Old Japanese candy shop (summer, 2006)
Here is a sketch I did back in my neighborhod on the east side of Tokyo. It is a "dagashiya-san" which is basically a candy shop with an old time atmosphere. The neighborhood dagashiya-san has changed very little over the years, and adults can are surprised to walk in with their kids and find the same variety of candy and toys that existed when they were kids -- and still at amazingly low prices.
You can't find these candies at any other shop, which is one reasons these little neighborhood shops have not gone extinct. I suppose one reason for the amazing low prices is the small portions and the low quality of the candy. I bought some chocolate there and found it to have practically no taste. But for a little kid who has nothing but a ten yen coin, the ability to go in by yourself and buy several pieces of candy is like heaven. All the neighborhood kids gather at these places. I got here in the late afternoon, and learned that my 9 year old daughter had left this shop with her friends just minutes before I had arrived.
These shops are so popular that you can now find them in modern shopping malls, but they are still decorated to resemble something out of the 1950s since that old nostalgic atmosphere is the reason for their popularity.
Like many neighborhood shops, this one is run by an old widow who lives on premises above the shop. You can even see laundry hanging on the roof. When there are no customers the owner sits in a back room just behind some curtains to watch television. Painted in red above the entrance is the logo and name of "Dai-ichi Pan" which is a bread company that financed the store sign. On the street to the left is painted "TOMARE" which means stop. This sketch was done with brush and ink plus watercolor.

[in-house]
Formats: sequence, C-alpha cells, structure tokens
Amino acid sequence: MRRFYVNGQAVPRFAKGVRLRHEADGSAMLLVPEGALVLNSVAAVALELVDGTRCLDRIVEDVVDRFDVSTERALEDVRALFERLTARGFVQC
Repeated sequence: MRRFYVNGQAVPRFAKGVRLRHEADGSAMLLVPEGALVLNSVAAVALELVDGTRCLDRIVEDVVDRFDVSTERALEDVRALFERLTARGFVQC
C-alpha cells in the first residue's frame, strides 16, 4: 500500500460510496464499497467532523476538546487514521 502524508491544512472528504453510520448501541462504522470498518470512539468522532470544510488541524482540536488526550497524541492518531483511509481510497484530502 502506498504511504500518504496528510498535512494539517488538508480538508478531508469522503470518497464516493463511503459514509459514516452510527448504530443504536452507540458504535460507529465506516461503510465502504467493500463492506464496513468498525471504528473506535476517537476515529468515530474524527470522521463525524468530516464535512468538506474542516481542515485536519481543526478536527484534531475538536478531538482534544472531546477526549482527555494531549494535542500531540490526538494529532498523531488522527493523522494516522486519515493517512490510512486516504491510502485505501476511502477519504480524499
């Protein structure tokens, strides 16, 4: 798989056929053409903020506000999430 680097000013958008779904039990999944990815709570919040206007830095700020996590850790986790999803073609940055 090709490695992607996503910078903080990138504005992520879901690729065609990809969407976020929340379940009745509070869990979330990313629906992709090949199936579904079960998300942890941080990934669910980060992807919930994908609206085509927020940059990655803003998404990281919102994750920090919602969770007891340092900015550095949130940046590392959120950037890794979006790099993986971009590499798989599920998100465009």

The train line that connects my neighborhood with the rest of Tokyo (and Japan) is called a subway although it runs above ground as it leaves central Tokyo. As a matter of fact by the time it reaches my neighborhood, it's elevated high above the street. The local station for this line actually spans a river! I think it's the only station in Japan that is built over a river. As you wait for the train you can look out the window and see the Kyu (old) Nakagawa River below. This was the most prominent river in Tokyo during the Edo era, but was reduced to a fraction of its original size when the Arakawa River was built nearby.
A small park runs along both banks of the Kyu Nakagawa, and under the station. The place where I stood as I looked up at the station would have been under water during the Edo era. Since the Nakagawa winds through much of Tokyo's east side, many bridges span it, and three are visible from this spot, beyond the station. You can see the last two kanji for the sign which identifies this train line as the Shinjuku line. On rainy days I have stood under the shelter this station to sketch what I could see from there. This is a very peaceful spot, but it can get very noisy when the trains run overhead.This sketch was done with brush and ink plus watercolor.